By June 2015, FEYE had rallied back up to $55.00, but has steadily declined since to the near-record low of $14.02, a typical pattern for many newly-listed stocks trading on NASDAQ.  

Nevertheless, stockholders complained, which may have led to the Chairman of FireEye’s Board of Directors and founder and technical visionary, Ashar Aziz, to abruptly quit on September 9.  Traders were shocked to hear that a 12-year-tenure founder and Chairman leaving the company as abruptly as he did.

Since FireEye’s listing on NASDAQ, the company has never recorded an operating profit.  For the past three year, operating expenses continued to better revenue.  

So there’s a new CEO, Kevin Mandia, who has indicated to investors that he intends to slash operating expenses by as much as $30 million to achieve profitability at FireEye.  

Thus far, Mandia has managed to cut $7 million from operating expenses, as reported for Q1.

So, what I’m looking at here is a ‘turnaround’ stock.  And as loyal, long-term subscribers know about me: I like turnaround stocks.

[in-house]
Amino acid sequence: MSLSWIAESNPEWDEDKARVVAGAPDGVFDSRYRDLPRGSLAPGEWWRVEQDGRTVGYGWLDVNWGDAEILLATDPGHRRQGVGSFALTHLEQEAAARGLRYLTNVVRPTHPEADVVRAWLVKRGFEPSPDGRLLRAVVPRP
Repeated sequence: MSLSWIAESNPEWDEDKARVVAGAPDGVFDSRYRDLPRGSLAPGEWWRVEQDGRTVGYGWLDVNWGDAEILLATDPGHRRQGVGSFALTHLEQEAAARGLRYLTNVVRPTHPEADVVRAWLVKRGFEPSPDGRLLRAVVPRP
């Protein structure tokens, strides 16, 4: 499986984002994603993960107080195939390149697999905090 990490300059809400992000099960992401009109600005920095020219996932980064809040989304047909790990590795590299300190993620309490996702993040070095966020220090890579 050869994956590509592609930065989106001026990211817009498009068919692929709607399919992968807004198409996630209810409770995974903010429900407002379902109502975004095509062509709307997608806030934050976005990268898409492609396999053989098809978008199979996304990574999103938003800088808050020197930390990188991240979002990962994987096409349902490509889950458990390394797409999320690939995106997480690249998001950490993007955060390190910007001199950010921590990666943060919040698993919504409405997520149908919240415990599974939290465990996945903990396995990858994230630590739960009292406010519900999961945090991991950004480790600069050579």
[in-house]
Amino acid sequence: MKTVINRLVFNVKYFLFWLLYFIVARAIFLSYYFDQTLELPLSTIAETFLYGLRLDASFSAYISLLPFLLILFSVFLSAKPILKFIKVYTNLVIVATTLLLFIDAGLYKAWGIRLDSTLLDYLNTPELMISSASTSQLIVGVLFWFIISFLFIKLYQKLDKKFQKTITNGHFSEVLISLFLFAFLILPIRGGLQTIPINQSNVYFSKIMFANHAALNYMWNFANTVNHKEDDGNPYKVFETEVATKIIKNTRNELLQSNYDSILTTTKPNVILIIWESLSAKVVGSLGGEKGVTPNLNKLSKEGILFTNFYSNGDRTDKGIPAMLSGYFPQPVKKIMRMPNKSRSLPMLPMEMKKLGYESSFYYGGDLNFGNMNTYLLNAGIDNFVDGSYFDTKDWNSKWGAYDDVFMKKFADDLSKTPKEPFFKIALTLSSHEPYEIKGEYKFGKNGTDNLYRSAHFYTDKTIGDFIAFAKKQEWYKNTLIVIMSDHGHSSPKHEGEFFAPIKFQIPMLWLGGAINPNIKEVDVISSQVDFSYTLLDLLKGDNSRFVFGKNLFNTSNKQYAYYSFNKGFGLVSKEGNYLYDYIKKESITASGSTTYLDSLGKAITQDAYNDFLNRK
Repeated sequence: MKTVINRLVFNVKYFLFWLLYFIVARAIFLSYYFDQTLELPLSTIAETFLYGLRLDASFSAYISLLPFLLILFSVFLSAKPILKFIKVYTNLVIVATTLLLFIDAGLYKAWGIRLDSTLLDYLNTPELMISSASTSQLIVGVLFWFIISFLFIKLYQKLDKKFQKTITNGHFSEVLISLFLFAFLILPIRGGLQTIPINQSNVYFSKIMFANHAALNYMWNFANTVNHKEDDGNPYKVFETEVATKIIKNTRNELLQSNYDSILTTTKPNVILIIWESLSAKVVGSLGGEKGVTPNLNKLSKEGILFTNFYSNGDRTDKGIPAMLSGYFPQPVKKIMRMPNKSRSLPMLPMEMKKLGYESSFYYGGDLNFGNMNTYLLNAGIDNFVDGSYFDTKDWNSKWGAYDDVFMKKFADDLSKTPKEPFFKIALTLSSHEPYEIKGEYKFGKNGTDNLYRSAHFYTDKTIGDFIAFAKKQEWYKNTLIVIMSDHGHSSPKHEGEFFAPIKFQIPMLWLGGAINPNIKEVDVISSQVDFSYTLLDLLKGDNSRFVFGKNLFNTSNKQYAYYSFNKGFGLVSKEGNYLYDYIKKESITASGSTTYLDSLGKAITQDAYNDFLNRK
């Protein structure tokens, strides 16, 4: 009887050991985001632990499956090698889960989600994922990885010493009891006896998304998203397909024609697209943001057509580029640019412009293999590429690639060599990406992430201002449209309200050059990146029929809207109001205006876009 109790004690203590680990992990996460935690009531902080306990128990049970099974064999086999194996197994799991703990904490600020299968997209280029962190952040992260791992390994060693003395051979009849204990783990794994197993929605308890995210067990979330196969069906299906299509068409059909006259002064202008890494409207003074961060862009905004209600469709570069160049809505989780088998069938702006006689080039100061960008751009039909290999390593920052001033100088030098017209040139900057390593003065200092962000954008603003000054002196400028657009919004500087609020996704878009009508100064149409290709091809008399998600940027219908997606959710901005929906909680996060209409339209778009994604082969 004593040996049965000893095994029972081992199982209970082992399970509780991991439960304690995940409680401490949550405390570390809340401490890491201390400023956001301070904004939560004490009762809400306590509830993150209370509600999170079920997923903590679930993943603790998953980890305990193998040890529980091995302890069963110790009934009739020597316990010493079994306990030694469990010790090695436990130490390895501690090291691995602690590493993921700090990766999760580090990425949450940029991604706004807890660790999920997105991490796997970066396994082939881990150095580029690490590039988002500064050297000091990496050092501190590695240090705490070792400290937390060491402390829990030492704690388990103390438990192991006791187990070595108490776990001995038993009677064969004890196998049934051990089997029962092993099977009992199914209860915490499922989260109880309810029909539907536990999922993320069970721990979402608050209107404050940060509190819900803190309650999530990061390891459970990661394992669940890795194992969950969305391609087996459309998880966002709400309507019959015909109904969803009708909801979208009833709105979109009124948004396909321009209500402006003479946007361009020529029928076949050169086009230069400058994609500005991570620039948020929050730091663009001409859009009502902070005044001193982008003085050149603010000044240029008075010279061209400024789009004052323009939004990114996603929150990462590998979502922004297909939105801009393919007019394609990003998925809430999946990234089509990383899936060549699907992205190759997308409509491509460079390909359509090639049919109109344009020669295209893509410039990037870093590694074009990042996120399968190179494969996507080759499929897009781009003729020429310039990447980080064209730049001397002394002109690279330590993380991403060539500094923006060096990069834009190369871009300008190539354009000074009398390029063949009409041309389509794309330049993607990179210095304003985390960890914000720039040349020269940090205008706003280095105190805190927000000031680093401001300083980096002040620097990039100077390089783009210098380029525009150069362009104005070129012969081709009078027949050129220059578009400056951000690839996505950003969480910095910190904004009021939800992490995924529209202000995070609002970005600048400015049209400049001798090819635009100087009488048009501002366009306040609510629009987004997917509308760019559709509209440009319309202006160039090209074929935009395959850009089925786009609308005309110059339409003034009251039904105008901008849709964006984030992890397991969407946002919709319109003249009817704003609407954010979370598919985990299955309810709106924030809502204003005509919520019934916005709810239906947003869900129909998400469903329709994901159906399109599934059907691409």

Here’s what my research about FireEye tells me about the chances of a successful turnaround.  First, Mandia is absolutely correct in his cost-cutting measures at the operating level.  Palo Alto Networks, for example, spends much less as a percentage of revenue on operating expenses as FireEye spends.  Fortinet, another close comparable, spends not much more than Palo Alto spends to operate its company.  So, already I’m feeling warm about FireEye’s turnaround strategy.

Second, and I get this analysis from a technical adviser of mine, who tells me the focus of FireEye should be on its subscription billing and product offerings from the company’s subsidiaries, Mandiant and iSIGHT.  With a renewal rate of more than 90%, subscriptions have been a key driver of base income for the company.  And that’s what Mandia intends to do, that is, move back to the basics of the company’s initial business model of securing and retaining long-term clients, if I’m reading him correctly (I think I am).